SKY CITY Theatre, Auckland

13/05/2016 - 14/05/2016

Macs Function Centre, 4 Taranaki Street, Wellington

04/05/2016 - 07/05/2016

Buskers Club at Christ’s College, Christchurch

18/01/2018 - 27/01/2018


Flick 2016 NZ International Comedy Festival

Production Details



Award winning comedian Urzila Carlson is back with an all new stand up show that explores when it became unacceptable to like meat and impossible to process gluten. And why isn’t it okay to call people out when they’re being assholes?

You don’t need to like the latest hipster indie banjo band just because everyone’s saying they do. It’s actually okay to think they’re shit, you’re not alone.

South African born, and now New Zealand citizen, comic Urzila Carlson took to the stage for the first time in 2008 and has since racked up an impressive array of awards for her stand up including Best Female Comedian at the 2010, 2011, 2012 & 2013 NZ Comedy Guild Awards and the coveted TV3 People’s Choice Award two years in a row at New Zealand International Comedy Festival.

Urzila is a regular face on NZ television making numerous appearances on shows such as AotearoHA!, Road Madness and 7 Days – but it is at her live shows where she truly shows what an amazing comedy talent she is.

Urzila says “I’m almost as excited about doing this show as I was about seeing Oprah, and I was pretty excited about Oprah!”

“Loud, proud & irresistible” – Theatreview

“If you don’t have a ticket yet, find one, pinch one. Get yourself in front of this amazing and highly gifted comedian, you won’t regret it” – Theatreview


Dates: Wed 4 – Sat 7 May, 8pm
Venue: Macs Function Centre, 4 Taranaki St Tickets: $28 – $30 (service fees may apply) Bookings: iticket.co.nz // 0508
Tickets: $28 – $30 (service fees may apply) Bookings: iticket.co.nz // 0508
Bookings: iticket.co.nz // 0508 ITICKET (484 253) AUCKLAND Dates: Fri 13 & Sat 14 May, 7pm Venue: SKYCITY Theatre, Level 3,

Dates: Fri 13 & Sat 14 May, 7pm
Venue: SKYCITY Theatre, Level 3, cnr Wellesley & Hobson Sts
Tickets: $28 – $30 (service fees may apply)
Bookings: ticketek.co.nz // 0800 TICKETEK (842 538)


All shows 7.15pm. R18


Full Price $30.00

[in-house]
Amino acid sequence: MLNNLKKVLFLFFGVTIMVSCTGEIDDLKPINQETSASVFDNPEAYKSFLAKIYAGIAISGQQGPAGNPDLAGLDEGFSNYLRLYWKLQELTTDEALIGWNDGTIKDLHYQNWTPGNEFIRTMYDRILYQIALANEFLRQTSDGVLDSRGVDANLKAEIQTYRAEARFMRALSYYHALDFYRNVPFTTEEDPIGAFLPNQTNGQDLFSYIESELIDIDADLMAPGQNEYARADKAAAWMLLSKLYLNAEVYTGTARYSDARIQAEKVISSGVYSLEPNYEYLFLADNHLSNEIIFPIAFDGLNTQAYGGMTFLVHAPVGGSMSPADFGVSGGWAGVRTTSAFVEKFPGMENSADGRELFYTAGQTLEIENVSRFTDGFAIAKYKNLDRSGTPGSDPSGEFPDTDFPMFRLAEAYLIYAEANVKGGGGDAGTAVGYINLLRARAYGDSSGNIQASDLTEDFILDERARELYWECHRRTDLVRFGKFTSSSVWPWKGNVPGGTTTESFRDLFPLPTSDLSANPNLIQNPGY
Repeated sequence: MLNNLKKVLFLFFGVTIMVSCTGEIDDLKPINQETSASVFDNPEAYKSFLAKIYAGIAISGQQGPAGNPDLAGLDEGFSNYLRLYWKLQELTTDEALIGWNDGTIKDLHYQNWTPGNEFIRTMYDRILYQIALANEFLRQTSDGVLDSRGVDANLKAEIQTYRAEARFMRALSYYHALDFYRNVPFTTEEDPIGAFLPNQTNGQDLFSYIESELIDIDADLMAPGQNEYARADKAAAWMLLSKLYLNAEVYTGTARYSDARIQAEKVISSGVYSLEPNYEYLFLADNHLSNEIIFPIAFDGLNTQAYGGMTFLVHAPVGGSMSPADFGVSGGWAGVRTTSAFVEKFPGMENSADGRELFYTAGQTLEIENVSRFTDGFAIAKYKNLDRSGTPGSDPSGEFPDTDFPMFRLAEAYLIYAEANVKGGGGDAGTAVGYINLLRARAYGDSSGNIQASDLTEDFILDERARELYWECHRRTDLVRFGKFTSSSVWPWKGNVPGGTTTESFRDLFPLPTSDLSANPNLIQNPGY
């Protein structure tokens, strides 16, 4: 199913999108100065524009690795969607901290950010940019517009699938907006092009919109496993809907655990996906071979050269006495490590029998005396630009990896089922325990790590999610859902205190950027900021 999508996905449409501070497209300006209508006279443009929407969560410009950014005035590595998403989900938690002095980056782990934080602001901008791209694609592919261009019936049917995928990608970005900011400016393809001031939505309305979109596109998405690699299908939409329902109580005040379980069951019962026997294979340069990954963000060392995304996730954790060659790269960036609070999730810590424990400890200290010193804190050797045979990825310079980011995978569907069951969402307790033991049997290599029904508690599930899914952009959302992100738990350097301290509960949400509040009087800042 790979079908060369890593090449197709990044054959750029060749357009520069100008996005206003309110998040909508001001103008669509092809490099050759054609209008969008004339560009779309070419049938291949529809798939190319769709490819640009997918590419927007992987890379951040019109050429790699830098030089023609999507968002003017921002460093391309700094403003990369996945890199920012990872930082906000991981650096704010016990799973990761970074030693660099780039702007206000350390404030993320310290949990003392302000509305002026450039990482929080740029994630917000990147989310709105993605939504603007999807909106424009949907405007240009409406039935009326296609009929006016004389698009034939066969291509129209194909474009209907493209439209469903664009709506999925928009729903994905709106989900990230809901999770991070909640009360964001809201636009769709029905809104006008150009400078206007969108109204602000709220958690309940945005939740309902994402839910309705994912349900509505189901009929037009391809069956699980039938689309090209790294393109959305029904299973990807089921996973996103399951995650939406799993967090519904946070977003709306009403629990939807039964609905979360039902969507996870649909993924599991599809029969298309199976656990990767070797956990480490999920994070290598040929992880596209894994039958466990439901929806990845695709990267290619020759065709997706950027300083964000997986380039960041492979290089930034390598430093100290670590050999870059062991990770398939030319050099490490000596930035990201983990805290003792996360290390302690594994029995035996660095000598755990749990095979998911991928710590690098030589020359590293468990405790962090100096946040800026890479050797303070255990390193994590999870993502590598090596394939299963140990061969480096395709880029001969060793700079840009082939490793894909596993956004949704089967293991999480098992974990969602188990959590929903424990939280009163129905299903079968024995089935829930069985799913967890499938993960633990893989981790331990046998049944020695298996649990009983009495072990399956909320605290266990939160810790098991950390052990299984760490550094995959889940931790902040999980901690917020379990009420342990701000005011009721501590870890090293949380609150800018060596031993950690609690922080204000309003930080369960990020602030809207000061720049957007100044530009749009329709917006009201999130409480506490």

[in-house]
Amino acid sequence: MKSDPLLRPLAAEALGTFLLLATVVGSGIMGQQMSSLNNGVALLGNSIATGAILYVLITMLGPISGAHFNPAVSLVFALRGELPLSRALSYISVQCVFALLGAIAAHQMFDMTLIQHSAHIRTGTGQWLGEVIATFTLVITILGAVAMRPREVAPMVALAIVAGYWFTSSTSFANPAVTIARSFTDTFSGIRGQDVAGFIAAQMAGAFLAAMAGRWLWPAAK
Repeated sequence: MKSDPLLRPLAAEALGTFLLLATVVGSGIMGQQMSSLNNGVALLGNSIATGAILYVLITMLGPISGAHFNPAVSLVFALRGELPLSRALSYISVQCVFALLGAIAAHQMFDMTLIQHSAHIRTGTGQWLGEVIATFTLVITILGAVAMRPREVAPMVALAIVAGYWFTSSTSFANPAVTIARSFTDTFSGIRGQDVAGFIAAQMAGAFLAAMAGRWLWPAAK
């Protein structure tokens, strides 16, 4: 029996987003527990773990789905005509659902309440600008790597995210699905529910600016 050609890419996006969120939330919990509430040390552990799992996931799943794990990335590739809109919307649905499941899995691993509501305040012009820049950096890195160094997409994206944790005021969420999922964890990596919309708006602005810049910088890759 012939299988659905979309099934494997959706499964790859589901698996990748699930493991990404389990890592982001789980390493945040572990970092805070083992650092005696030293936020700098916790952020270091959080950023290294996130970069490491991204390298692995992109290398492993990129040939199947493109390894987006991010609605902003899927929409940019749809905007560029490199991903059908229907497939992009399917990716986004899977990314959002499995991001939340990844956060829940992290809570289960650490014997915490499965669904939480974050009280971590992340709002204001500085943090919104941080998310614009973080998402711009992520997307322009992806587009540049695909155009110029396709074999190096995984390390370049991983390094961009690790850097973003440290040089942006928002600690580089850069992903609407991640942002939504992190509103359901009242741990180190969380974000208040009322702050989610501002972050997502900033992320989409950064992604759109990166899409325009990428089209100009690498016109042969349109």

Concession $28.00
Group 6+ $28.00

*service fee may apply


“Effortlessly likeable… stream of belly-laughs.” The Age

“Standout performance… sidesplitting.” Rip It Up

Buskers Club at Christ’s College
18 – 27 January 2018

Theatre , Stand-up comedy ,

1 hour

Marvellously subversive

Review by Erin Harrington 20th Jan 2018

Multi award-winning South African-born standup comedian Urzila Carlson is well-known to New Zealand audiences through her extensive television presence and multiple national tours. This solo show, Unacceptable, is one of the headline events for the World Buskers Festival, and it sets a high bar for other comic acts.

The show is loosely structured as a cathartic exploration of things we might find acceptable or unacceptable, ranging from the banal through the absurd to the universally relatable. If you’ve got a beef about turmeric lattes or body odour, you will be welcomed with open arms.

Carlson’s style is casual, anecdotal and observational, and coloured by a cheerful sense of irreverence. Her skilful storytelling is generally, and gleefully, at her own expense, and jokes range from the vulgar to the mordant.

Underpinning the surface-level humour, delivered with the casual authority of a seasoned pro, there’s a streak of seriousness – about homophobia, body image, our assumptions about other people and cultures, and the way that we might support or undermine one another.

This is a loving and welcoming audience – no hecklers here – and while we’re invited to weigh in on the relative acceptability of some of her topics, anyone who is worried about being picked on at a comedy show can attend knowing that for this show, at least, they’ll be safe. The audience is warm from the outset, and vocal in its appreciation, and it’s apparent that if anyone’s not having a good time, they are keeping a pretty low profile. 

The auditorium at Christ’s College is a large and not always particularly forgiving space – when it’s good it’s good, but at its worst, it resembles a high-ceilinged brutalist bingo hall – but Carlson establishes and maintains a sense of congenial intimacy. This is leveraged powerfully near the end of the show, as Carlson doglegs unexpectedly from comedy into tragedy. You could hear a pin drop. It’s a gutsy and well-pitched move, and the show ends with a profound sense of compassion that showcases the immense power of comedy to expose, and tend to, difficult topics.

I’m left reflecting on the marvellous subversiveness of the evening. I come to the show having just attended The Topp Twins, who are headliners alongside Carlson, so my night’s been structured around clever, highly visible and bloody funny lesbians who do essential cultural work, shaving away at New Zealand’s conservative streak through laughter and shared experience, bringing out the best in us one dick joke at a time.


Make a comment

Wellingon City Council
Aotearoa Gaming Trust
Creative NZ
Auckland City Council
Waiematā Local Board logo